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Holt Shoaf: Cotton mainstay for Tennessee family

Holt Shoaf cotton ginner
<p><em>L&amp;H GIN at Alamo, Tenn., handles both round modules and conventional modules. Holt Shoaf is 2015 president of the Southern Cotton Ginners Association.</em></p>
The boll weevil, now eradicated in most of the U.S. Cotton Belt, was the reason Holt Shoaf&rsquo;s family returned to Tennessee nearly 100 years ago. Shoaf&rsquo;s family has been involved in cotton warehousing since the early 1900s, and in ginning since the early 1950s.

The boll weevil, now eradicated in most of the U.S. Cotton Belt, was the reason Holt Shoaf’s family returned to Tennessee nearly 100 years ago. Originally from the Volunteer State, Shoaf’s grandfather, Richard Barrett “R.B.” Shoaf, ran the compress at Port Gibson, Miss. The boll weevil hit that area really hard, but it had not invaded Tennessee at that time.

“So in 1919,” Holt explains, “the compress owner, R. L. Taylor — he founded Federal Compress & Warehouse Company — had my grandfather dismantle the press at Port Gibson and take it by railroad to Milan, Tenn., and build a new compress.”

Shoaf, 2015 president of the Southern Cotton Ginners Association, says, “My father, John A. Shoaf, was two years old at the time. My grandfather remained manager at the Milan compress until he retired in the 1950s. And that’s how we ended up in Milan — because Tennessee didn’t have the boll weevil!”

Shoaf’s family has been involved in cotton warehousing since the early 1900s, and in ginning since the early 1950s.

“At one time or another, my father and some partners owned 25 to 30 gins,” he says, “but not that many at the same time.” Shoaf, who farms and gins with his brothers, Hedrick and Vance, says, “Most of those gins were small plants that ginned 2,000 to 3,000 bales in a good year. Over the years, we consolidated several gins into bigger ones, and closed the smaller ones. The Sonic Drive-In at Ripley, Tenn., now stands on the former site of one of our gins.”

Four gins today

Today, the Shoafs are involved in four gins. They completely own the L&H Gin Company at Alamo, and are partners in the other three gins: Cairo Farmers Gin, in Crockett County; Farmers Gin of Humboldt at Humboldt; and Yorkville Gin at Yorkville.

The four gins feature modern equipment for efficient operation. For example, the L&H Gin Company has three Lummus 158 gin stands, with Lummus 700 extractor feeders.

“We have the ability to do three stage lint cleaning, if we need to,” Shoaf says. “We gin our own cotton and our customers’ cotton to make the most money. About 15 years ago, cotton merchants pushed for single stage cleaning. Then later, they wanted cleaner cotton. We have the ability to gin for the market.”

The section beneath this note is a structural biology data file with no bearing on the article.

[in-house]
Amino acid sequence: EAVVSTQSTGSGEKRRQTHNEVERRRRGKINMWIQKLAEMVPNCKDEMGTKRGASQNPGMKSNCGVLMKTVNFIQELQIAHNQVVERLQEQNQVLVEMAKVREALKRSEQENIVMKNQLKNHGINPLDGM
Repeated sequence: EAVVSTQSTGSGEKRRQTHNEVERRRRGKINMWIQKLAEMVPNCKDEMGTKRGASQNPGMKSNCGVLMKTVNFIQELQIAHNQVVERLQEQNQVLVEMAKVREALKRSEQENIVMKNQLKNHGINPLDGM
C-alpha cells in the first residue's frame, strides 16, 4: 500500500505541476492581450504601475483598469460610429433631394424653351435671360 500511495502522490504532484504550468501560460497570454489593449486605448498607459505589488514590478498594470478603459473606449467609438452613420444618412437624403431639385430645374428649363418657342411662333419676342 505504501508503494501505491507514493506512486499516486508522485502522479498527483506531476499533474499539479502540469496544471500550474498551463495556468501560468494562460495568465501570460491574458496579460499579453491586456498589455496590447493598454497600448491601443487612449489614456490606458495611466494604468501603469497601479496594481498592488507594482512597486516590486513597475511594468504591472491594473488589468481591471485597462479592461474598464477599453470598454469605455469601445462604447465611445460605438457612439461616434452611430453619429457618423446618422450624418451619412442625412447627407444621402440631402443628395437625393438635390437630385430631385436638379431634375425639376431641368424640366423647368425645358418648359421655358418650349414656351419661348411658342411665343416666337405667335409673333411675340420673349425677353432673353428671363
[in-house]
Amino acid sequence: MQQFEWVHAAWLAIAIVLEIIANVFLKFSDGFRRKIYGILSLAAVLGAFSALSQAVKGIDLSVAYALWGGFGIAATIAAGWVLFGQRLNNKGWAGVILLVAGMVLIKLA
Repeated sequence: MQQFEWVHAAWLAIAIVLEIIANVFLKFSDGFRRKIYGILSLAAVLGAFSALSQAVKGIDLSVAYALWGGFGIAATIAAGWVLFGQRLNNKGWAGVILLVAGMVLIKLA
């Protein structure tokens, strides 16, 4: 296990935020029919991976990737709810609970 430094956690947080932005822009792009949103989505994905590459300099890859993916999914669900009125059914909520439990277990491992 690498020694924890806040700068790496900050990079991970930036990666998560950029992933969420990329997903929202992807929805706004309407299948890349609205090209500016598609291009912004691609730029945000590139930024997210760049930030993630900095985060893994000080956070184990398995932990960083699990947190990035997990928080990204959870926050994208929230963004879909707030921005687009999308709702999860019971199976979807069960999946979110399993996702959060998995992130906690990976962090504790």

The L&H Gin handles both round modules and conventional modules, while the Cairo Farmers Gin handles almost exclusively round modules.

The Shoaf family has been involved in several segments of the cotton industry for a long time: compress, warehouse, ginning, merchandising and farming.

“Cotton has always been our family’s main crop,” Shoaf says. “We’ve seen fluctuations in cotton acreage and cotton prices over the years. Just as it has in the past, the cotton industry will come out of the current price/acreage slump. And when the price comes back, acreage will come back, just as it always has.

“Even though cotton acreage will be down in 2015, it won’t collapse. For this coming season, cotton pencils out better than corn, for sure. I feel confident that Tennessee will continue to maintain its ginning and cotton production infrastructure.

Ginning infrastructure

 “West Tennessee’s ginning infrastructure hasn’t been affected by the infrastructure problems experienced in other areas of the Mid-South. Tennessee gins generally have continued unchanged through the corn and soybean boom.”

But, he quickly notes that even though gins and cotton farming will continue, the infrastructure probably will evolve.

“The cotton industry continues adapting to change,” he says. “Just like our family once owned many small gins, those that became inefficient were consolidated or closed.

“In 1983, Tennessee had 220,000 acres of cotton, and expanded to 700,000 acres in 1995 and 2006. Gins closed in the state every single year that cotton acreage was booming. Some were obsolete, some had poor management, and the bigger and faster gins just took over. That trend will continue — the more efficient operations will stay in business, and the least efficient won’t.”

Long-time SCGA members: The Shoaf family has been members of the Southern Cotton Ginners Association (SCGA) ever since it was founded in 1967. Predating that, they have been members of the Tennessee Cotton Ginners Association.

“One of the big benefits of belonging to SCGA is the people you get to know — farmers, ginners, and state regulators,” Shoaf says. “You meet some great people, and get to exchange ideas with them. Another big advantage of belonging to SCGA is its safety program, which saves us a lot of money on workman’s comp insurance, and helps keep our ginning crews even safer.

“And, of course, you can’t beat the association’s annual Mid-South Farm and Gin Show in downtown Memphis. I remember, as a kid, my parents going to the show when I didn’t even know what the Gin Show was. The show has really expanded over the years. In addition to providing ginners and farmers a firsthand look at innovative products, equipment, and services, it offers exceptional educational programs, such as its Ag Update Seminars.”

email Patrick Shepard

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